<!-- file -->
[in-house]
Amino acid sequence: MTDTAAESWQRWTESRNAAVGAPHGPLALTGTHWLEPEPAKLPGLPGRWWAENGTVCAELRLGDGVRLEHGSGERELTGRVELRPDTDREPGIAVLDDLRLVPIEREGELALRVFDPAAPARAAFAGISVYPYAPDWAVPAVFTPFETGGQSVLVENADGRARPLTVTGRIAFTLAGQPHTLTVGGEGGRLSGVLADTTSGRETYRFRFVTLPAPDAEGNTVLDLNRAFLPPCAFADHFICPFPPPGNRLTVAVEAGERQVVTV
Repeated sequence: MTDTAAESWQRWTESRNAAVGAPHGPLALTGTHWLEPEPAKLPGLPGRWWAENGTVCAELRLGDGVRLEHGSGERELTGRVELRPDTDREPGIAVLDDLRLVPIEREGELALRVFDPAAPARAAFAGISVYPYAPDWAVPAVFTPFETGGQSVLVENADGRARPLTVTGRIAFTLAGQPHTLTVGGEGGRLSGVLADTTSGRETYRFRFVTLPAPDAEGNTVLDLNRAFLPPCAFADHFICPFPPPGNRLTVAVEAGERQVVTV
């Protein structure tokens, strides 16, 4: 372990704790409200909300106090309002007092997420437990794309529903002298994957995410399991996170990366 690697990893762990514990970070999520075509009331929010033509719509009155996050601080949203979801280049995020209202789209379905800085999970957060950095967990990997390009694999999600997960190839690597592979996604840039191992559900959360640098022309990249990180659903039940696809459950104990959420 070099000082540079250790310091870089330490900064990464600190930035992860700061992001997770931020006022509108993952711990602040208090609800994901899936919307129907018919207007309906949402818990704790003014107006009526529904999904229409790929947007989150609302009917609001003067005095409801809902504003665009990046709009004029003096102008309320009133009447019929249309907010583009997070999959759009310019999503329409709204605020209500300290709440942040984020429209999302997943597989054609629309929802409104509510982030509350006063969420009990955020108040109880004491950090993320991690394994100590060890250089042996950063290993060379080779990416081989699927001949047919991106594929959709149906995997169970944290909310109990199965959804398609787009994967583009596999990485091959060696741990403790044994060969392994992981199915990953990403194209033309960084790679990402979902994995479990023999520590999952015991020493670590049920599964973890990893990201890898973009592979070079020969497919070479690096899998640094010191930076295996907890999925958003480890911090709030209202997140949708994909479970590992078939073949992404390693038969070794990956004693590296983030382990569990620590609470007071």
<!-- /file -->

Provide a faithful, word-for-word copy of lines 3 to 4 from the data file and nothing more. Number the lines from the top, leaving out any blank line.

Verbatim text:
Repeated sequence: MTDTAAESWQRWTESRNAAVGAPHGPLALTGTHWLEPEPAKLPGLPGRWWAENGTVCAELRLGDGVRLEHGSGERELTGRVELRPDTDREPGIAVLDDLRLVPIEREGELALRVFDPAAPARAAFAGISVYPYAPDWAVPAVFTPFETGGQSVLVENADGRARPLTVTGRIAFTLAGQPHTLTVGGEGGRLSGVLADTTSGRETYRFRFVTLPAPDAEGNTVLDLNRAFLPPCAFADHFICPFPPPGNRLTVAVEAGERQVVTV
């Protein structure tokens, strides 16, 4: 372990704790409200909300106090309002007092997420437990794309529903002298994957995410399991996170990366 690697990893762990514990970070999520075509009331929010033509719509009155996050601080949203979801280049995020209202789209379905800085999970957060950095967990990997390009694999999600997960190839690597592979996604840039191992559900959360640098022309990249990180659903039940696809459950104990959420 070099000082540079250790310091870089330490900064990464600190930035992860700061992001997770931020006022509108993952711990602040208090609800994901899936919307129907018919207007309906949402818990704790003014107006009526529904999904229409790929947007989150609302009917609001003067005095409801809902504003665009990046709009004029003096102008309320009133009447019929249309907010583009997070999959759009310019999503329409709204605020209500300290709440942040984020429209999302997943597989054609629309929802409104509510982030509350006063969420009990955020108040109880004491950090993320991690394994100590060890250089042996950063290993060379080779990416081989699927001949047919991106594929959709149906995997169970944290909310109990199965959804398609787009994967583009596999990485091959060696741990403790044994060969392994992981199915990953990403194209033309960084790679990402979902994995479990023999520590999952015991020493670590049920599964973890990893990201890898973009592979070079020969497919070479690096899998640094010191930076295996907890999925958003480890911090709030209202997140949708994909479970590992078939073949992404390693038969070794990956004693590296983030382990569990620590609470007071």